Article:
Bill Williams is currently dual-hatted as DCMA Indianapolis deputy commander and engineering and manufacturing group leader. He said the NCM challenge is unique in that it requires the alignment of thoughts and actions across three functions — quality assurance, engineering and contracting.
Despite the challenges of cross-function synergy, Dayton utilized the Lean Six Sigma methodology to reduce defects in its NCM process by 82 percent, enhance communication and develop a 360 based solution to ensure repeatable results through a harmonized enterprise approach. The solution, configuration routing execution standardization tool, or CREST for short, allows for real-time input and communication across all functions.
“The defects within our process were because we had not standardized our approach across the enterprise,” said Williams, the NCM Black Belt project leader. “Different teams were executing and documenting actions in different ways. The heart of our ability to sustain such an improvement is CREST. It walks the technical specialist and administrative contracting officer through each and every step of the NCM process with various mistake proofing tools along the way. Additionally, all information is archived electronically and will be used for further analysis and to identify trends.”
Although this process is still in its infancy, Williams said the command has seen great results and is excited by his team’s next LSS project focused on the contractor producing the highest volume of NCM actions.
“This effort and projects like it, are a natural output of a command that is building a CPI culture,” said Williams. “Many of the issues our group tackles are initially identified by the employees, which is an indicator of growing employee engagement and a mindset for continuous improvement aimed at achieving our agency goals. By personally championing each of the projects, Col. Obergfell, has generated energy and excitement throughout the command.”
The NCM LSS team won the office's Team of the Quarter for the 2017 second quarter. The team included Richard Slaght, Joe Lippert, Doug Moran, Kevin Baker, Marikay Cole and Rodger Clark.
Contract administration outside a geographic area of responsibility
DCMA Dayton has been responsible for the worldwide centralized contract administration services for Air Force simulators and contract field teams since the mid-1990s. In order to provide ‘one voice’ to the program offices, Dayton is often required to perform contract administration services on individual contracts awarded outside its geographic area of responsibility. In the past, Dayton team members required SIM and CFT contractors to obtain and retain ‘exception’ commercial and government entity, or CAGE, codes for administration purposes only.
According to Mathew Skelly, DCMA Dayton contract administrator and Black Belt project leader, 2014 Procedures, Guidance and Information policy changes eliminated exception CAGE codes. This change impacted Dayton’s ability to effectively administer its contract administration workload.
From this dilemma, a LSS project was launched. A Dayton-led Black Belt team worked with Timothy Callahan, DCMA’s Contracts director, and agency functional information resource management personnel to research and examine various methods to ensure a viable path forward to mission success. After much deliberation with all parties involved, it was decided that Dayton would maintain responsibility for centralized contract administration services but the method in which the command executes would change.
“There is now a defined and standardized agency-level process for transferring specific contracts from CMO to CMO when it is determined that one command should be the leader for the agency for a specific program,” said Obergfell. “We worked through the details on agency-level information technology systems to enable effective workload transfer in conjunction with letters of delegation to consolidate program specific work that would have otherwise been spread over numerous CMOs.”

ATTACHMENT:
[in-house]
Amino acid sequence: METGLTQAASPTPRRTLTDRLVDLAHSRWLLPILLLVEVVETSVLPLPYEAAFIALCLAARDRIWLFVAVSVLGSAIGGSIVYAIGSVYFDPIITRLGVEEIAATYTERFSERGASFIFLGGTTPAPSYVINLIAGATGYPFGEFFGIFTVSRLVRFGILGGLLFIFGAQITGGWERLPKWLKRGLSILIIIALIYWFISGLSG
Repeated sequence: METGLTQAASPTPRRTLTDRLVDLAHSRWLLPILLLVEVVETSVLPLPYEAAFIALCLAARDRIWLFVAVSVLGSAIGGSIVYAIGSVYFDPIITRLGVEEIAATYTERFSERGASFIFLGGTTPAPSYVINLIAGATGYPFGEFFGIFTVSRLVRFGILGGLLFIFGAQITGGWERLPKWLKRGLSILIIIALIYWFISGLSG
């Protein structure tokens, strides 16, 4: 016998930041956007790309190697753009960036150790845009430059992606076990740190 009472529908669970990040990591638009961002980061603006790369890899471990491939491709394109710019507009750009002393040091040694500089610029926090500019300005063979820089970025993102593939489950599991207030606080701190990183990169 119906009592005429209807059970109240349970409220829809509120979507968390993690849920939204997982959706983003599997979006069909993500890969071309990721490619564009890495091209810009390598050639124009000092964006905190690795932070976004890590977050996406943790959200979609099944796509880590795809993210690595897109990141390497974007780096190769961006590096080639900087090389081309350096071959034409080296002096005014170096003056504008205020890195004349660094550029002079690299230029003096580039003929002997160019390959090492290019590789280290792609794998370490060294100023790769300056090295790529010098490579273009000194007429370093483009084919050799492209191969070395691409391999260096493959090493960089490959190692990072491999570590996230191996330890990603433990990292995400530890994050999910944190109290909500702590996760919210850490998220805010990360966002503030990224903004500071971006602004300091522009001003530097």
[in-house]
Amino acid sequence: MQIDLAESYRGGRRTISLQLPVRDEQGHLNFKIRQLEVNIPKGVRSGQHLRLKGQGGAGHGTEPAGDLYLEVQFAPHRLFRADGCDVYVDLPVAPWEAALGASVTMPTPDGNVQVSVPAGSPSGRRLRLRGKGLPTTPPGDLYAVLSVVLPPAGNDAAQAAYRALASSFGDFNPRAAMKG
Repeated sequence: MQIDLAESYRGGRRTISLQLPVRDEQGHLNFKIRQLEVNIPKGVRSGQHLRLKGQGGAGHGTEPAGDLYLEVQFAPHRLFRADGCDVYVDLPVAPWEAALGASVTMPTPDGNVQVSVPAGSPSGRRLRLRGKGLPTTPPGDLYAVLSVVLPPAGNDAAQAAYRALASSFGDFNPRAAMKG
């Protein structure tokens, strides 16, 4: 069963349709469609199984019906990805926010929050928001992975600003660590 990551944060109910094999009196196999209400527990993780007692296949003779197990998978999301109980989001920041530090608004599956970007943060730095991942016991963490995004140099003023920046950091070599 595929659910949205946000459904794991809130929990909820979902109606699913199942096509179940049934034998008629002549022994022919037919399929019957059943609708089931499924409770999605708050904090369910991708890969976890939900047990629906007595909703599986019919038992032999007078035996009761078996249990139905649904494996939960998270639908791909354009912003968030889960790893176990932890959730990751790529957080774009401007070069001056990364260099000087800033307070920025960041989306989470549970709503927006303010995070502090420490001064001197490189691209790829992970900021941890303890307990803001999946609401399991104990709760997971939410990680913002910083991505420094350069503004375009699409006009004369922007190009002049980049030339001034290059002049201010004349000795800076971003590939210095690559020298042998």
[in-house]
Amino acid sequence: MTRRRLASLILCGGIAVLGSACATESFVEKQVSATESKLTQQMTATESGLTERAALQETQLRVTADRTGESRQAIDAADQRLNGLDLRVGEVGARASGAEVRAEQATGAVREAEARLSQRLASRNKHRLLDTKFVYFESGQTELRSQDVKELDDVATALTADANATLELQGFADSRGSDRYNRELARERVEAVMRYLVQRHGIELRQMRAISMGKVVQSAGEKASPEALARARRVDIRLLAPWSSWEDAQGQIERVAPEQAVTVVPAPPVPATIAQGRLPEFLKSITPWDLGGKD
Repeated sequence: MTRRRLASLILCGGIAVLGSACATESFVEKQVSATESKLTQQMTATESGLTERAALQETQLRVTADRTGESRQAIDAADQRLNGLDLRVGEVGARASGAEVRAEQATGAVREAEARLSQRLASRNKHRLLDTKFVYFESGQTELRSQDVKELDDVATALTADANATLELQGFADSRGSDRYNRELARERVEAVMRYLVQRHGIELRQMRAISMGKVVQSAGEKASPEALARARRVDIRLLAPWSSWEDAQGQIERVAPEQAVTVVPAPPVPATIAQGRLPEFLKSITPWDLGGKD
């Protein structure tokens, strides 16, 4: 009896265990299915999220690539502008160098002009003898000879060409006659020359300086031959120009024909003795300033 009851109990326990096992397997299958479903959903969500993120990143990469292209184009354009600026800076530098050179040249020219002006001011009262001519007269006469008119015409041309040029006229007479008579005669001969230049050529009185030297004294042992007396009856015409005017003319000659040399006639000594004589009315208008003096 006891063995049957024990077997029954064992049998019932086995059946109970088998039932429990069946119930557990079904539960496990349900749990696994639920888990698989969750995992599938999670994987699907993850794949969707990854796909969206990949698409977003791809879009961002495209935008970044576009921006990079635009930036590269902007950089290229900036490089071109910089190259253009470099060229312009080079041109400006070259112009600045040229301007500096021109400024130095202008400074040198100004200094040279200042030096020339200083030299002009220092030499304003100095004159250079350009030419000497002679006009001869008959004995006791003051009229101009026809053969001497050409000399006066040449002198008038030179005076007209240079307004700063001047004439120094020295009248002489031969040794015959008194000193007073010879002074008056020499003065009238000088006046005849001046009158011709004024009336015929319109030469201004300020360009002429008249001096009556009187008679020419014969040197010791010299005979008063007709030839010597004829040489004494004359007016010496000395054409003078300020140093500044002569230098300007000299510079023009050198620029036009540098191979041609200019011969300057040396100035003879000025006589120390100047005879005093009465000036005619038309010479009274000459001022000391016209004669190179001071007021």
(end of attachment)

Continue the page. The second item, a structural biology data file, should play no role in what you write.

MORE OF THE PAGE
The most impressive aspect of this project may be its wide-area impact. Skelly said this solution has improved customer satisfaction, reduced administration variability and eliminated waste through duplication of efforts at 17 offices.
Like most LSS projects, this effort encouraged teamwork throughout the command. This project’s uniqueness stems from its partnering of multiple agency functions and locations to include multiple offices, directorates, the FIRM team and Senior Executive Service support.
Skelly specifically thanked Marie Greening, Richard Fanney, Edem, Callahan, Obergfell, Daniel Cuff, Andrew Miskovich, David Schlatter, Chad Salyer, Daniel Fuentes, Boyd Long, Robert Powell, Erik Mims, Michael Jacobs, Gina Cope, and “everyone else not mentioned who contributed greatly to the success of this project.”
Reduction of contracts past final delivery date
When Dayton’s Contract personnel set out to reduce the number of its contracts PFDD, their plan was rooted in establishing a functional system by improving the command’s reporting mechanism and increasing wide-spread awareness of PFDD analysis techniques. The team decided its aggressive plan would be best established through a series of quick wins to build momentum.
“The team achieved quick wins through coordinated efforts of personnel in targeting specific ‘low-hanging fruit.’ In other words, target specific contract types that should not be on the PFDD list and those contracts that are more easily resolved,” said Mike Oberneder, DCMA Indianapolis general engineer and Green Belt PFDD project leader.
The strategy led to a swift 22 percent improvement. Now that a battle rhythm is established the Contract’s team is targeting more complex PFDD contracts. It also hopes to sharpen its processes and training moving forward.
Like Dayton’s other projects, the PFDD team included multifunctional representation to include Brian Gallinger, Pam Batlak, Norma Shreves, Marcia Ehresman and Deb Fuelling.
Media Relations: 804-734-1492
FOIA Requests: 804-734-1466
Download the DCMA Media Kit (PDF)